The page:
First published in 1997 by East African Education Publishers, Kosiya Kifefe is about growing up in pre and post independence Africa, as profiled in the life of Kosiya Kifefe, the main character in the book. It is set in Uganda and Kenya.
Born to illiterate parents, Kosiya Kifefe chooses September 1941 as his date of birth. He goes for the month of September because that is when his favorite sport, mushroom hunting, is done. He chooses 1941 as the year of his birth because it is quite enviable to go to school at a young age.
The writer gives a glimpse on what Kosiya’s life was like while growing up as a child: he is ridiculed, by his family, neighbors and schoolmates because they believe he can’t do anything right.
“Kifefe, why don’t you escort those who are going to gather firewood and bring your usual faggots? They are better than nothing”.
On the day he is going to school, an old woman comments:
“I shall also go to school one of these days. If Kifefe can manage so can I.”
But someone defends him saying:
“Stop underestimating Kifefe………………you will see him riding a bicycle…………………”
And everyone laughs at this remote possibility. Little do they know that Kifefe is determined to achieve much more than a mere bicycle.
The funny part is even when he does something right, nobody gives him the compliment he so deserves. Whereas Kifefe is ambitious, his father is conservative. He prefers things he knows to those he doesn’t. In one instance when Kifefe tries to explain to him the idea of independence, he asks:
“How will people get money when the white man goes away? Do they know how to make it”?
We then go through Kifefe’s education and employment. He does rather well but he believes none of what he achieves is by his own efforts but merely by luck- that maybe fate decides his destiny all through. His major weakness though is lack of financial and moral discipline.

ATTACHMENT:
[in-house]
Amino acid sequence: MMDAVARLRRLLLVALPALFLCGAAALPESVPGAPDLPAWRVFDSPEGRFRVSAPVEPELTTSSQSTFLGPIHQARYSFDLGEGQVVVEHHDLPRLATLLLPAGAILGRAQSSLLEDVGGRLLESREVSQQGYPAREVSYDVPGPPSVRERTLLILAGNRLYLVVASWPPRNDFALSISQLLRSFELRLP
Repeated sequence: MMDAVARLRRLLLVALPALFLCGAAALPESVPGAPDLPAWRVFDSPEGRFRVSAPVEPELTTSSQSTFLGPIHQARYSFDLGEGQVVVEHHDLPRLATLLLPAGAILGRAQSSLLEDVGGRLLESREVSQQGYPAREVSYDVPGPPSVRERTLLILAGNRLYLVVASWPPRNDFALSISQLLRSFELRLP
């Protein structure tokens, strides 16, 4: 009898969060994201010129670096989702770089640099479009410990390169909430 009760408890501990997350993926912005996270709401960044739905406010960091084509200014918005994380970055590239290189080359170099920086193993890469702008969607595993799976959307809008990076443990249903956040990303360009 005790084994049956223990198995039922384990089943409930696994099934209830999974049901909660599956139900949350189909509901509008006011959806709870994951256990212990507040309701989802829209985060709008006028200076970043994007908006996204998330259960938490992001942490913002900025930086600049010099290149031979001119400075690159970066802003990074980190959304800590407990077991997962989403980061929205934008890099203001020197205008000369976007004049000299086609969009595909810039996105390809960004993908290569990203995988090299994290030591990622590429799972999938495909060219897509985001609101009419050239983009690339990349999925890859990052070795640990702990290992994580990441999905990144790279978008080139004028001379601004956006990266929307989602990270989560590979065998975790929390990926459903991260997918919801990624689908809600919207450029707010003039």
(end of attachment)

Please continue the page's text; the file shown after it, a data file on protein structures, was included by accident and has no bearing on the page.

After the junior certificate, he is employed by East African Railways-he thinks it is luck because he thought he would end up working in a bank. He goes back to school, graduates after independence. He is employed by the Uganda Plastics Corporation. He achieves his dreams-a car, a house and he rises steadily through the ranks. But even with all that he is not a happy man.
His marriage is unstable-his wife is not the kind of woman Kifefe had planned to marry. She moved into his house after she became pregnant when he raped her. His relatives don’t help him either- they cannot supervise the laborers he appoints to do the manual work at home- they even refuse to wear the shoe he buys them!
When he becomes the General Manager of Uganda Plastics, the economy of the country is in turmoil. It is at this time that he decides to do something to make enough money to prepare for the hell ahead. The seed of corruption has been sown.
During Amin’s regime, Kifefe is forced into exile in Kenya. While there he operates a bar and dates Agnes. It is here that he gets to know he has high blood pressure. But he is also active in putting an end to the repugnant regime.
He comes back to Uganda a Minister and now he knows he has found happiness. But on the night he is giving a small congratulatory party, Agnes turns up. This mixed with all the excitement gets his pressure up. He ends up in hospital and dies!
Kosiya Kifefe (Heinemann Frontline Series) reminds us of the inevitability of death. Kifefe thinks of what he still has to do and that he can’t die just yet. It also teaches us that sometimes having money is not a guarantee to happiness. Gakwandi captures his readers in this historical and highly emotional tale.